Category Archives: Linux Tablets

The open source operating system for tablet computing can be a real alternative. Linux is that free open source OS system.

When will we see Linux for tablets?

Let’s face it, the tablet PC comparison wars isn’t all that kind to late entry contenders. At the moment, iOS is the unquestionable king of tablet operating systems, with Android and others trailing behind. If you’re a fan of open-source though, then you may be one of the people who’re still hoping to see Linux for tablets someday. Should everything go according to plan, we should see a Linux tablet in the form of the Vivaldi Tablet.

True open-source

Back when netbooks were just starting out, Linux was a popular choice. The operating system was perfect fit because of its customizability and low cost. Linux eventually lost a lot of its share of the netbook market, and it hasn’t done so well in the case of the tablet PC market either. Will we see an open-source tablet and how will it fare against the other players?

According to some tablet PC news sites, there is light at the end of the tunnel for Linux for tablets. The Vivaldi Tablet was available for pre-order for USD 265 (200 Euros) though sales goals have purportedly been reached and the pre-order period came to a close. Vivaldi was previously known as Spark Tablet, but was renamed to avoid trademark issues.

The Vivaldi will run on Mer Core Linux kernel and will use KDE’s Plasma Active as its user interface. The outlook for Linux for tablets is generally optimistic, with other open-source projects working on their own versions of a mobile OS. One of these projects is the Kubuntu Active; it hasn’t been around for as long as Vivaldi, but it does look promising. Two other prominent open-source UIs are may be worth exploring for tablet PCs too: GNOME Shell and Unity.

What can we expect from Vivaldi?

The idea of Linux for tablets isn’t at all new, since way back in 2008, a project called the CrunchPad (later renamed JooJoo) was started. Initially, it was planned to run on Ubuntu Linux and a custom Webkit-based browser. Unfortunately, the project failed to materialize after a couple of years in development. The dream is still alive in the Vivaldi Tablet, and many tablet PC reviews hope to see it eventually.

We’ll keep you posted about Linux for tablets, so stay tuned.

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Hope for open source: Linux for tablets

Linux Tablets

Yes, you read it right: there is hope for Linux for tablets and it may come sooner than you think. The Vivaldi Tablet is coming and it will come with a true open-source Linux operating system. First, what is Linux and what does it have to offer?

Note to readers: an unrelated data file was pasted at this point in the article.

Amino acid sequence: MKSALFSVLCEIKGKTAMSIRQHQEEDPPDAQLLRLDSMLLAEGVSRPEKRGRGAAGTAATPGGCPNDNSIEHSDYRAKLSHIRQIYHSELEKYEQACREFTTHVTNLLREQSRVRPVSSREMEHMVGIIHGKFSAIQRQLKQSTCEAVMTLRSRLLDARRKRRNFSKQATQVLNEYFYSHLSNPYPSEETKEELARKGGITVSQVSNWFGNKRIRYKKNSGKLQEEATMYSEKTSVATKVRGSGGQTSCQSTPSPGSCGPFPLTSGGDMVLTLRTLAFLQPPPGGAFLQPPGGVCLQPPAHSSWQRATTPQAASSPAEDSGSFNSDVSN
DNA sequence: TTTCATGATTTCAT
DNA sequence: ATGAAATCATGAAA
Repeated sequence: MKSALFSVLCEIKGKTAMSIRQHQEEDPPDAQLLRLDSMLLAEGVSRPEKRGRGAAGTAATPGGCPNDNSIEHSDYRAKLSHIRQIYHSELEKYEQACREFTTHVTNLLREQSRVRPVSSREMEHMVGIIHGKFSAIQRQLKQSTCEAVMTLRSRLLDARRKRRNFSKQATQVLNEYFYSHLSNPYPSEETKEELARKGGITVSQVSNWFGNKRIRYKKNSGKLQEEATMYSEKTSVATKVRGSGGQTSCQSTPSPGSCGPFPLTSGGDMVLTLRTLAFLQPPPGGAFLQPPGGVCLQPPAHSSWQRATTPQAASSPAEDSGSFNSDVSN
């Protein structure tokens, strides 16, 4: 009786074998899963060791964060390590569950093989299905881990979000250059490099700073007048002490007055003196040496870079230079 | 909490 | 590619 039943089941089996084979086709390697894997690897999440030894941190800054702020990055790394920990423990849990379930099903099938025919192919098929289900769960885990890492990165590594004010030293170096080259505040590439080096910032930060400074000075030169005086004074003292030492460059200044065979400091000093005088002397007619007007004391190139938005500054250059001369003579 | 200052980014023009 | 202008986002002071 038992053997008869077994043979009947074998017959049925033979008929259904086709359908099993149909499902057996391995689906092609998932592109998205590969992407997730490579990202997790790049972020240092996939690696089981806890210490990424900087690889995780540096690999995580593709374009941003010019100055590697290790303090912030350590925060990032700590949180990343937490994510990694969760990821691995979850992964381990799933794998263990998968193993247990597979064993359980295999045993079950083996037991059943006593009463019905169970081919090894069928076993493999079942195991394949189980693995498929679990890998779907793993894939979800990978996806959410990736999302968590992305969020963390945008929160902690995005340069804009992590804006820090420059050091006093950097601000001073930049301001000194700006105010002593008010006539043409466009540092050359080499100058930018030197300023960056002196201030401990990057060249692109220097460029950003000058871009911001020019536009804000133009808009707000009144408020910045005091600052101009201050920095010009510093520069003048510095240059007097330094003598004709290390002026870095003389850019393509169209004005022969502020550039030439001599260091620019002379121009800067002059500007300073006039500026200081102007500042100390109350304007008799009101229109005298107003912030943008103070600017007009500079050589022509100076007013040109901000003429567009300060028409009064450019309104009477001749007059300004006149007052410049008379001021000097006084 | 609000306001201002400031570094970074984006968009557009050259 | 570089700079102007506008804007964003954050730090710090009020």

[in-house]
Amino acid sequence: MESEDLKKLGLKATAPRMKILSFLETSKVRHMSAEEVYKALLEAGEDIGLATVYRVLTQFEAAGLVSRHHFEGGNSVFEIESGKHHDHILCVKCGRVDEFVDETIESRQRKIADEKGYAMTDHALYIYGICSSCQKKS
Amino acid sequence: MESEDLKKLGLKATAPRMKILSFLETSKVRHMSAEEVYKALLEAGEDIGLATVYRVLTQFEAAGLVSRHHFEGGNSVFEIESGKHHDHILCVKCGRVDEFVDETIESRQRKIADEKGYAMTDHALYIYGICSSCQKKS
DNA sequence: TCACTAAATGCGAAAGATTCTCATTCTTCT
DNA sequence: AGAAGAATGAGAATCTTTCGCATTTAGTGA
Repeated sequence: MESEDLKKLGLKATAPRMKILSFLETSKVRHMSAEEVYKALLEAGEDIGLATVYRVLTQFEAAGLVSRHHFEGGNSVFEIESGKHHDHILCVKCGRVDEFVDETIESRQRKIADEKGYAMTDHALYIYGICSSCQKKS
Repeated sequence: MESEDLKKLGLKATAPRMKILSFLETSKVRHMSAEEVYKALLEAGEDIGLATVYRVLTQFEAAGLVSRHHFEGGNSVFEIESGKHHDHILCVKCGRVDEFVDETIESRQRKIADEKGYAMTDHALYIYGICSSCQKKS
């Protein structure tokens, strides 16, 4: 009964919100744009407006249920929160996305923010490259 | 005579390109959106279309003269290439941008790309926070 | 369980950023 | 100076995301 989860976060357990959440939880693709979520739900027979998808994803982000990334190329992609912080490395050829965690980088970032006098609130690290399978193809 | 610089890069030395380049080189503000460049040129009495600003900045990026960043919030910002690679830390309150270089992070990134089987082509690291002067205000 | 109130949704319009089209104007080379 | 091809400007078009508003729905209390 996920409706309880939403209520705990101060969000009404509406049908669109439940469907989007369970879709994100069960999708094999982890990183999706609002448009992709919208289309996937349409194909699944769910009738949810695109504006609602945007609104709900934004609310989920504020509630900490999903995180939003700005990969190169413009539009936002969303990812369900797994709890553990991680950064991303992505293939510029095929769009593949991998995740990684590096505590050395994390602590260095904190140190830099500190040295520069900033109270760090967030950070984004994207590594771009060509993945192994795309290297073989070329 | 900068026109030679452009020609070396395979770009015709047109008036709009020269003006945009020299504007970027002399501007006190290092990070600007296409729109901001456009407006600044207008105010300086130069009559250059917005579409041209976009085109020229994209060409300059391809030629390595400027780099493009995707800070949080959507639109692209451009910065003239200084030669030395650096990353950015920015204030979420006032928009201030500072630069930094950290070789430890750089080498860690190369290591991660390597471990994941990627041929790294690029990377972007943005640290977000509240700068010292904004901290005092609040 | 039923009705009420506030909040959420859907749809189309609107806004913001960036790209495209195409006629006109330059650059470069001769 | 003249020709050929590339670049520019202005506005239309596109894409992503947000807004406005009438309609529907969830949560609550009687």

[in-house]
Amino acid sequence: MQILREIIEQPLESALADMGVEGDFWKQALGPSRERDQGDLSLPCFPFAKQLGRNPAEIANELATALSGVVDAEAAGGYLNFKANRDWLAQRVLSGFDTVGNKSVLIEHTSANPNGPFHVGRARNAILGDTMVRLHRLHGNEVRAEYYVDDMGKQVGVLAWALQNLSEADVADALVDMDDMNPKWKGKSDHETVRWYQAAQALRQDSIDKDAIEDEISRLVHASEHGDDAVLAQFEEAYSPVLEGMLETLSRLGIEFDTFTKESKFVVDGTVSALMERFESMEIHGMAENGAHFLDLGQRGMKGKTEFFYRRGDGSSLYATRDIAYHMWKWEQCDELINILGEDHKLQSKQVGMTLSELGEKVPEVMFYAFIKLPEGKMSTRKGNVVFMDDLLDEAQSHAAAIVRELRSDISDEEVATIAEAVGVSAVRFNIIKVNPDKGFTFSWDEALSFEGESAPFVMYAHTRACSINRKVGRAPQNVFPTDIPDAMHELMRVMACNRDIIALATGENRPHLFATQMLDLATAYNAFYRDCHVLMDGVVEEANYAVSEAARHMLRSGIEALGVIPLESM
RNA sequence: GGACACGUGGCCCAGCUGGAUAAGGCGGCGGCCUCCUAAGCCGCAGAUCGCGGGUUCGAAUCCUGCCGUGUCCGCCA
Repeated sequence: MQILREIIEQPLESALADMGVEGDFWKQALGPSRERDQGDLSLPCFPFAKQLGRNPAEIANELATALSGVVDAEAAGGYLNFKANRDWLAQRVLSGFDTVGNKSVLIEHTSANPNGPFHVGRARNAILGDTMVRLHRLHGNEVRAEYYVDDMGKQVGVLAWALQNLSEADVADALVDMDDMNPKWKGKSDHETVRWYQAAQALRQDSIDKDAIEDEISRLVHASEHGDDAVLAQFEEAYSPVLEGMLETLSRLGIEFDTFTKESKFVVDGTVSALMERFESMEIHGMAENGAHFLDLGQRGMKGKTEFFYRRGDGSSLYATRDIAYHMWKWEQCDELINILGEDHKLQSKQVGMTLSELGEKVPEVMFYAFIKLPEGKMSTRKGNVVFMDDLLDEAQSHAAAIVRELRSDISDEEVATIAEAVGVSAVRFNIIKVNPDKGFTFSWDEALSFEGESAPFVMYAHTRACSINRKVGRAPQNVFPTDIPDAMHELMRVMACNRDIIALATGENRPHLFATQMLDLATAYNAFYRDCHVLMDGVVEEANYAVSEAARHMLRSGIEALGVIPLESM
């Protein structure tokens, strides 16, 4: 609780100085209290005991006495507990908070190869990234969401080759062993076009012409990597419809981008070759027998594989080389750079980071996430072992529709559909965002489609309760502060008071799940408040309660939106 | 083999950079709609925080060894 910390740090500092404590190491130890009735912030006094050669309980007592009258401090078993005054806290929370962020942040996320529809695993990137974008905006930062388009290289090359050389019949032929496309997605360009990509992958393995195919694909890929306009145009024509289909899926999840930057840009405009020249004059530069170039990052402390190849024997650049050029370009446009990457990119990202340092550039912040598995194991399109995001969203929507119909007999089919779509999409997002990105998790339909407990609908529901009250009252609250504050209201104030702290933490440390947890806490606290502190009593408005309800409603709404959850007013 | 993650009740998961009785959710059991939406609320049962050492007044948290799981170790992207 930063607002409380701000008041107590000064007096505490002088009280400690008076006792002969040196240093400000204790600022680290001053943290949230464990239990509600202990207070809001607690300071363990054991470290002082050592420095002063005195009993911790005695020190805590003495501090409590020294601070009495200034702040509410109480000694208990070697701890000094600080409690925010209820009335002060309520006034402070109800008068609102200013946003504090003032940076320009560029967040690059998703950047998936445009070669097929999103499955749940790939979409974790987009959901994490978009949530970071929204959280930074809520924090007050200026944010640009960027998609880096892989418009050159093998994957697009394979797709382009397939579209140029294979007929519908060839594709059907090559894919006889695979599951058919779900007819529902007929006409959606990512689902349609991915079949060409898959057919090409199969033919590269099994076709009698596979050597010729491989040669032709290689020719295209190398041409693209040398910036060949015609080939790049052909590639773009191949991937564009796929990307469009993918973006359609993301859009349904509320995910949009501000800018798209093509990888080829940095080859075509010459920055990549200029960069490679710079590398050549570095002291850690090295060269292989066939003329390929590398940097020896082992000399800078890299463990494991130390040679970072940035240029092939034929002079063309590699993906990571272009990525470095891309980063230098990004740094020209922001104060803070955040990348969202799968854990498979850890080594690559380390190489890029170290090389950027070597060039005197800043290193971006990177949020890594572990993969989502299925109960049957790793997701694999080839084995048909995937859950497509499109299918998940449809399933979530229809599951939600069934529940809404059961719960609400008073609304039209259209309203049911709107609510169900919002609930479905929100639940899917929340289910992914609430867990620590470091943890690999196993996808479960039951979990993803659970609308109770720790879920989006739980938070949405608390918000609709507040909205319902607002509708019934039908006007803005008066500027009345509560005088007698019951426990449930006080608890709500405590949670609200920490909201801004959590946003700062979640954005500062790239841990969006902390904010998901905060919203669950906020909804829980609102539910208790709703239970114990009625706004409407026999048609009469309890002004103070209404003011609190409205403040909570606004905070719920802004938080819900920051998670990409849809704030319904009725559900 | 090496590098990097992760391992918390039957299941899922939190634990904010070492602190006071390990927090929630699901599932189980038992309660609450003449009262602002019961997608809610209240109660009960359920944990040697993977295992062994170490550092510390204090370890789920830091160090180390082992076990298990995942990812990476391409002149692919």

What is Linux for tablets?

If you aren’t all that geek-savvy and aren’t too familiar with Linux, then here are a few basics. There are over three hundred active Linux distributions, and each is a Unix-like operating system that works on top of a Linux kernel. Because of Linux’s free and open source nature, it has taken many forms and has been made to run on desktops, netbooks, tablet PCs, servers, laptops, and even mobile phones. Linux is also lightweight enough to be booted from a USB or CD, and its distributions come with free software applications bundled in. Android itself is based off the Linux kernel, though it can only be loosely called a Linux distribution.

Aside from having a lot of options from which to choose, Linux distributions are generally affordable (read: free), lightweight, and very customizable. If you search the web for Linux for tablets though, you’d find assorted results: hobbyists’ how-to’s on how to put Linux on a tablet, a few tablets that come with Linux operating systems, and tablet PC news about upcoming Linux tablets.

Where do I find Linux for tablets?

As mentioned, Linux has been implemented on tablets before, though it really hasn’t made as much of an impact as it did in netbooks in the past. There were tablets like the JooJoo tablet (previously known as the CrunchPad), Shogo Linux Tablet, and FrontPath’s ProGear, that were released with true open source Linux, but both have been discontinued and failed to make an impact. One recent implementation of Linux for tablets is on the Archos 101, which offers dual boot between Android and Linux Angstrom.

According to tablet PC comparison sites, another notable implementation we’ll soon see is on the Vivaldi Tablet (previously known as the Spark Tablet). It is reportedly powered by Mer Core, with the user interface supplied by KDE’s Plasma Active. What do you get out of this tablet PC? Well, it’s currently priced very reasonably at USD 265 (200 Euros) and it promises a truly open source platform. It may take a while before we see tablet PC reviews of the Vivaldi Tablet, but most sources indicate that it is indeed worth waiting for.